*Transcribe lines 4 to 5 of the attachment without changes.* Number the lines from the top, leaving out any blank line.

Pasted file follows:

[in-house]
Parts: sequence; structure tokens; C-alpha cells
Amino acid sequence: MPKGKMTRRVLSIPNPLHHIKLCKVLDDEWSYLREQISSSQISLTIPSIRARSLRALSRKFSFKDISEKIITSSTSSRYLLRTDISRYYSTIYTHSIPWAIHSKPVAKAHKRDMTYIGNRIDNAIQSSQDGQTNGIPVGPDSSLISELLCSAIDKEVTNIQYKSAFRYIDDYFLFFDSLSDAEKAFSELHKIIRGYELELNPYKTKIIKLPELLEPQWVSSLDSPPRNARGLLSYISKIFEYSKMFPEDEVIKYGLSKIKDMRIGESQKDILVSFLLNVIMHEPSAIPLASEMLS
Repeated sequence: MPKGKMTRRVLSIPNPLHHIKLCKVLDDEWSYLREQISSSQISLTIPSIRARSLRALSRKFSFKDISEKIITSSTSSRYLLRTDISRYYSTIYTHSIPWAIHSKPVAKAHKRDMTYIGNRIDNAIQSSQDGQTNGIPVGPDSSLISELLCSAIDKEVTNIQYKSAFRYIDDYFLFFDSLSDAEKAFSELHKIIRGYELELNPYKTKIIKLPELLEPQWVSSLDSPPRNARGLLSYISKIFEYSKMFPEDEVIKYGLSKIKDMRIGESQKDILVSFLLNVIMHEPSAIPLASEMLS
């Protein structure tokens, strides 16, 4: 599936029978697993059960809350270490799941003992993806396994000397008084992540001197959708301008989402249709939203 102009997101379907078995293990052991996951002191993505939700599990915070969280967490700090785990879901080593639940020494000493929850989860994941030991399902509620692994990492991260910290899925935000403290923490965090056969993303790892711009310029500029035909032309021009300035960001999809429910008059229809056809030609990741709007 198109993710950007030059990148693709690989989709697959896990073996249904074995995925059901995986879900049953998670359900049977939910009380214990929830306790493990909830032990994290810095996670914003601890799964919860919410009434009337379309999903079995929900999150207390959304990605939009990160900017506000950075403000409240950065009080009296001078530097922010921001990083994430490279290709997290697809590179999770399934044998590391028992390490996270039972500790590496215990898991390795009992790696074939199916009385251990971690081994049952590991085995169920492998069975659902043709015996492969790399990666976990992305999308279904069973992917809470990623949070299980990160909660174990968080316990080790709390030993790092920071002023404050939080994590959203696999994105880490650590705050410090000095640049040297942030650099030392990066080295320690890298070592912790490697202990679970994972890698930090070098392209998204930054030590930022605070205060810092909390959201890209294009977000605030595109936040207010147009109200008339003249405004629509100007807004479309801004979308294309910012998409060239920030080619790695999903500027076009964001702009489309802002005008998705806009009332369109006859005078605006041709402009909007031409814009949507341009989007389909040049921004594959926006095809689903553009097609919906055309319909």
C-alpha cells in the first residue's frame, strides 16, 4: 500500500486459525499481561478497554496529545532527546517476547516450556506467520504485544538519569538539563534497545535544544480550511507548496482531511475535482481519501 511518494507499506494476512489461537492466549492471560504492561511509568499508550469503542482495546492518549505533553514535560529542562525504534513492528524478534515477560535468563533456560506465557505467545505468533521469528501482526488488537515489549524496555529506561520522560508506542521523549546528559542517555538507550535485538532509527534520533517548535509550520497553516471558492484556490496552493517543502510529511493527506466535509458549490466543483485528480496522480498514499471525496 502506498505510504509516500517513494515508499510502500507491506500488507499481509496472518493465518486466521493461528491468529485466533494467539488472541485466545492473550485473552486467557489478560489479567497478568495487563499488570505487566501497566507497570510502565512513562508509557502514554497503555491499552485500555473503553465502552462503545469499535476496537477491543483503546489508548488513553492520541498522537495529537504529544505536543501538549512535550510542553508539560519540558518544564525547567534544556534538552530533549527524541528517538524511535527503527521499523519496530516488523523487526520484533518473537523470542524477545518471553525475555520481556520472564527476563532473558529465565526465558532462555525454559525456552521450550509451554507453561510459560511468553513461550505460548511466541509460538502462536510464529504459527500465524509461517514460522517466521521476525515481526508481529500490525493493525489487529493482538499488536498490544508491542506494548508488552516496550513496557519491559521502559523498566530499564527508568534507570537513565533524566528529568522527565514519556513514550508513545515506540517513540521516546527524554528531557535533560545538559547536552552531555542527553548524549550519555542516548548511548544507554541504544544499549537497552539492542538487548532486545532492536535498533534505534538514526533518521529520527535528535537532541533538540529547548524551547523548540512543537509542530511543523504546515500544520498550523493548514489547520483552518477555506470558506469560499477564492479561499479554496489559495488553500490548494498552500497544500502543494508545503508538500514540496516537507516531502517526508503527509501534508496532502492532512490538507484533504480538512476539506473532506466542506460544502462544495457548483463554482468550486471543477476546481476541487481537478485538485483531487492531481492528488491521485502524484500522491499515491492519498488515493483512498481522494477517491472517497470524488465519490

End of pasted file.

Repeated sequence: MPKGKMTRRVLSIPNPLHHIKLCKVLDDEWSYLREQISSSQISLTIPSIRARSLRALSRKFSFKDISEKIITSSTSSRYLLRTDISRYYSTIYTHSIPWAIHSKPVAKAHKRDMTYIGNRIDNAIQSSQDGQTNGIPVGPDSSLISELLCSAIDKEVTNIQYKSAFRYIDDYFLFFDSLSDAEKAFSELHKIIRGYELELNPYKTKIIKLPELLEPQWVSSLDSPPRNARGLLSYISKIFEYSKMFPEDEVIKYGLSKIKDMRIGESQKDILVSFLLNVIMHEPSAIPLASEMLS
């Protein structure tokens, strides 16, 4: 599936029978697993059960809350270490799941003992993806396994000397008084992540001197959708301008989402249709939203 102009997101379907078995293990052991996951002191993505939700599990915070969280967490700090785990879901080593639940020494000493929850989860994941030991399902509620692994990492991260910290899925935000403290923490965090056969993303790892711009310029500029035909032309021009300035960001999809429910008059229809056809030609990741709007 198109993710950007030059990148693709690989989709697959896990073996249904074995995925059901995986879900049953998670359900049977939910009380214990929830306790493990909830032990994290810095996670914003601890799964919860919410009434009337379309999903079995929900999150207390959304990605939009990160900017506000950075403000409240950065009080009296001078530097922010921001990083994430490279290709997290697809590179999770399934044998590391028992390490996270039972500790590496215990898991390795009992790696074939199916009385251990971690081994049952590991085995169920492998069975659902043709015996492969790399990666976990992305999308279904069973992917809470990623949070299980990160909660174990968080316990080790709390030993790092920071002023404050939080994590959203696999994105880490650590705050410090000095640049040297942030650099030392990066080295320690890298070592912790490697202990679970994972890698930090070098392209998204930054030590930022605070205060810092909390959201890209294009977000605030595109936040207010147009109200008339003249405004629509100007807004479309801004979308294309910012998409060239920030080619790695999903500027076009964001702009489309802002005008998705806009009332369109006859005078605006041709402009909007031409814009949507341009989007389909040049921004594959926006095809689903553009097609919906055309319909």